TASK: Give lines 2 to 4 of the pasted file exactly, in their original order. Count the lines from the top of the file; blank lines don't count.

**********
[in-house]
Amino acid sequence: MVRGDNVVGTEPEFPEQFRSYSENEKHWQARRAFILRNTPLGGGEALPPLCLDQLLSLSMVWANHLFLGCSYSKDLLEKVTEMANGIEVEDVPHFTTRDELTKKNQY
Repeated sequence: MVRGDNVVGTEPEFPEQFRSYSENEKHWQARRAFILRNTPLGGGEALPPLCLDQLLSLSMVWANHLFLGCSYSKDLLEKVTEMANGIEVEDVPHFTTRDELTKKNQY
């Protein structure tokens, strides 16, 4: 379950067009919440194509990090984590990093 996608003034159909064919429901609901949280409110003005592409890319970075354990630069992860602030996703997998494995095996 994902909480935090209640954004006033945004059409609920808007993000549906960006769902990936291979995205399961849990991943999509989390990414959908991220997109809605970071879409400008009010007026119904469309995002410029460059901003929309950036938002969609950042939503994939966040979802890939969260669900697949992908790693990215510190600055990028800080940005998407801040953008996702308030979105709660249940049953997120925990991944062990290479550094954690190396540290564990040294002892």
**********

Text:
Amino acid sequence: MVRGDNVVGTEPEFPEQFRSYSENEKHWQARRAFILRNTPLGGGEALPPLCLDQLLSLSMVWANHLFLGCSYSKDLLEKVTEMANGIEVEDVPHFTTRDELTKKNQY
Repeated sequence: MVRGDNVVGTEPEFPEQFRSYSENEKHWQARRAFILRNTPLGGGEALPPLCLDQLLSLSMVWANHLFLGCSYSKDLLEKVTEMANGIEVEDVPHFTTRDELTKKNQY
């Protein structure tokens, strides 16, 4: 379950067009919440194509990090984590990093 996608003034159909064919429901609901949280409110003005592409890319970075354990630069992860602030996703997998494995095996 994902909480935090209640954004006033945004059409609920808007993000549906960006769902990936291979995205399961849990991943999509989390990414959908991220997109809605970071879409400008009010007026119904469309995002410029460059901003929309950036938002969609950042939503994939966040979802890939969260669900697949992908790693990215510190600055990028800080940005998407801040953008996702308030979105709660249940049953997120925990991944062990290479550094954690190396540290564990040294002892």